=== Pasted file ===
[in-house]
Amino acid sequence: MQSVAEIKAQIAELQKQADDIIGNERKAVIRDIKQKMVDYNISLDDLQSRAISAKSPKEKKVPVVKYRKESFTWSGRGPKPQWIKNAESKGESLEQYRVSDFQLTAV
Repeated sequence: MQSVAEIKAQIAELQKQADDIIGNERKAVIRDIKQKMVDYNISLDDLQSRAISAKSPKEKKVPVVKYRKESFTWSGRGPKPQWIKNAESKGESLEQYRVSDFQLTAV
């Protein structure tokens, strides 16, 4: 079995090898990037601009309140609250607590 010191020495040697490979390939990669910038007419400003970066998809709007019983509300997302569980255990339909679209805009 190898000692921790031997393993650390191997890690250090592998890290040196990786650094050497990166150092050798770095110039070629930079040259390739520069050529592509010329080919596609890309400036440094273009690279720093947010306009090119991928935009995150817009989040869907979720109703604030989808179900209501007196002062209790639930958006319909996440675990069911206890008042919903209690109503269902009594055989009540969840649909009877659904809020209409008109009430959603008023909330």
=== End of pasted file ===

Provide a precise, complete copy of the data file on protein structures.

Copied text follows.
[in-house]
Amino acid sequence: MQSVAEIKAQIAELQKQADDIIGNERKAVIRDIKQKMVDYNISLDDLQSRAISAKSPKEKKVPVVKYRKESFTWSGRGPKPQWIKNAESKGESLEQYRVSDFQLTAV
Repeated sequence: MQSVAEIKAQIAELQKQADDIIGNERKAVIRDIKQKMVDYNISLDDLQSRAISAKSPKEKKVPVVKYRKESFTWSGRGPKPQWIKNAESKGESLEQYRVSDFQLTAV
């Protein structure tokens, strides 16, 4: 079995090898990037601009309140609250607590 010191020495040697490979390939990669910038007419400003970066998809709007019983509300997302569980255990339909679209805009 190898000692921790031997393993650390191997890690250090592998890290040196990786650094050497990166150092050798770095110039070629930079040259390739520069050529592509010329080919596609890309400036440094273009690279720093947010306009090119991928935009995150817009989040869907979720109703604030989808179900209501007196002062209790639930958006319909996440675990069911206890008042919903209690109503269902009594055989009540969840649909009877659904809020209409008109009430959603008023909330």